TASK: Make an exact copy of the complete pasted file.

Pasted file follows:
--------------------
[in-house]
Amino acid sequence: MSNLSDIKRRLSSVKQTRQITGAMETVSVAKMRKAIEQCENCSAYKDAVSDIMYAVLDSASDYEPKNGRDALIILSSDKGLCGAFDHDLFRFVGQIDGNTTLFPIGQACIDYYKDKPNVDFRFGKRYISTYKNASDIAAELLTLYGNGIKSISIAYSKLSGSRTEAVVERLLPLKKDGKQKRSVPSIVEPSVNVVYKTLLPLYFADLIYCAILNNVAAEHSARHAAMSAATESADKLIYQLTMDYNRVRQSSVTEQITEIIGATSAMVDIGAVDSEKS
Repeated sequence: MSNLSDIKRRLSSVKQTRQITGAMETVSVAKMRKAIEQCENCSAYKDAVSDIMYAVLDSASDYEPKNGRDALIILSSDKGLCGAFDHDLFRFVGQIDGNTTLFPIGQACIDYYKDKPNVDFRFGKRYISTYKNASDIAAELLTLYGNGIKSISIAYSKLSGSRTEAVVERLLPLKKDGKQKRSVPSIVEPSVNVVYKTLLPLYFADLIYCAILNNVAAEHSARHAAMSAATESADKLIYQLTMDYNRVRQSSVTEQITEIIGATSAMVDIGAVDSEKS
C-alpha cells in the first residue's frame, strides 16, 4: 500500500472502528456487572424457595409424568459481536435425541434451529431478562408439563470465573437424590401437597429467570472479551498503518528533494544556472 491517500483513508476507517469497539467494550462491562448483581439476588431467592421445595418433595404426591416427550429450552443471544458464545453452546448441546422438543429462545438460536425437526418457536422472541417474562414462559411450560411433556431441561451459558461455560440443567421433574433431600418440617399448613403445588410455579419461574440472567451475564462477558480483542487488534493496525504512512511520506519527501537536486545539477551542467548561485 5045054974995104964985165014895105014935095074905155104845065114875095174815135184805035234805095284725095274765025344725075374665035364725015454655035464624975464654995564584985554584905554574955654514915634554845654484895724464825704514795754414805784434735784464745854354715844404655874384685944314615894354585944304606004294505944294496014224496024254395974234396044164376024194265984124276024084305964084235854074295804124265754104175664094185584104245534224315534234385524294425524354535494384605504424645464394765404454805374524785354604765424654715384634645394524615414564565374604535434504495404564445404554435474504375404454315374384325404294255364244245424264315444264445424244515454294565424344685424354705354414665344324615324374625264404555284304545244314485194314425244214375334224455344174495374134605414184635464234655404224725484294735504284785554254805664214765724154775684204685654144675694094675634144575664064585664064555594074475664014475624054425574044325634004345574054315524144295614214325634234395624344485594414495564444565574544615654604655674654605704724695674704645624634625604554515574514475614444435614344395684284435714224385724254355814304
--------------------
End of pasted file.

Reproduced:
[in-house]
Amino acid sequence: MSNLSDIKRRLSSVKQTRQITGAMETVSVAKMRKAIEQCENCSAYKDAVSDIMYAVLDSASDYEPKNGRDALIILSSDKGLCGAFDHDLFRFVGQIDGNTTLFPIGQACIDYYKDKPNVDFRFGKRYISTYKNASDIAAELLTLYGNGIKSISIAYSKLSGSRTEAVVERLLPLKKDGKQKRSVPSIVEPSVNVVYKTLLPLYFADLIYCAILNNVAAEHSARHAAMSAATESADKLIYQLTMDYNRVRQSSVTEQITEIIGATSAMVDIGAVDSEKS
Repeated sequence: MSNLSDIKRRLSSVKQTRQITGAMETVSVAKMRKAIEQCENCSAYKDAVSDIMYAVLDSASDYEPKNGRDALIILSSDKGLCGAFDHDLFRFVGQIDGNTTLFPIGQACIDYYKDKPNVDFRFGKRYISTYKNASDIAAELLTLYGNGIKSISIAYSKLSGSRTEAVVERLLPLKKDGKQKRSVPSIVEPSVNVVYKTLLPLYFADLIYCAILNNVAAEHSARHAAMSAATESADKLIYQLTMDYNRVRQSSVTEQITEIIGATSAMVDIGAVDSEKS
C-alpha cells in the first residue's frame, strides 16, 4: 500500500472502528456487572424457595409424568459481536435425541434451529431478562408439563470465573437424590401437597429467570472479551498503518528533494544556472 491517500483513508476507517469497539467494550462491562448483581439476588431467592421445595418433595404426591416427550429450552443471544458464545453452546448441546422438543429462545438460536425437526418457536422472541417474562414462559411450560411433556431441561451459558461455560440443567421433574433431600418440617399448613403445588410455579419461574440472567451475564462477558480483542487488534493496525504512512511520506519527501537536486545539477551542467548561485 5045054974995104964985165014895105014935095074905155104845065114875095174815135184805035234805095284725095274765025344725075374665035364725015454655035464624975464654995564584985554584905554574955654514915634554845654484895724464825704514795754414805784434735784464745854354715844404655874384685944314615894354585944304606004294505944294496014224496024254395974234396044164376024194265984124276024084305964084235854074295804124265754104175664094185584104245534224315534234385524294425524354535494384605504424645464394765404454805374524785354604765424654715384634645394524615414564565374604535434504495404564445404554435474504375404454315374384325404294255364244245424264315444264445424244515454294565424344685424354705354414665344324615324374625264404555284304545244314485194314425244214375334224455344174495374134605414184635464234655404224725484294735504284785554254805664214765724154775684204685654144675694094675634144575664064585664064555594074475664014475624054425574044325634004345574054315524144295614214325634234395624344485594414495564444565574544615654604655674654605704724695674704645624634625604554515574514475614444435614344395684284435714224385724254355814304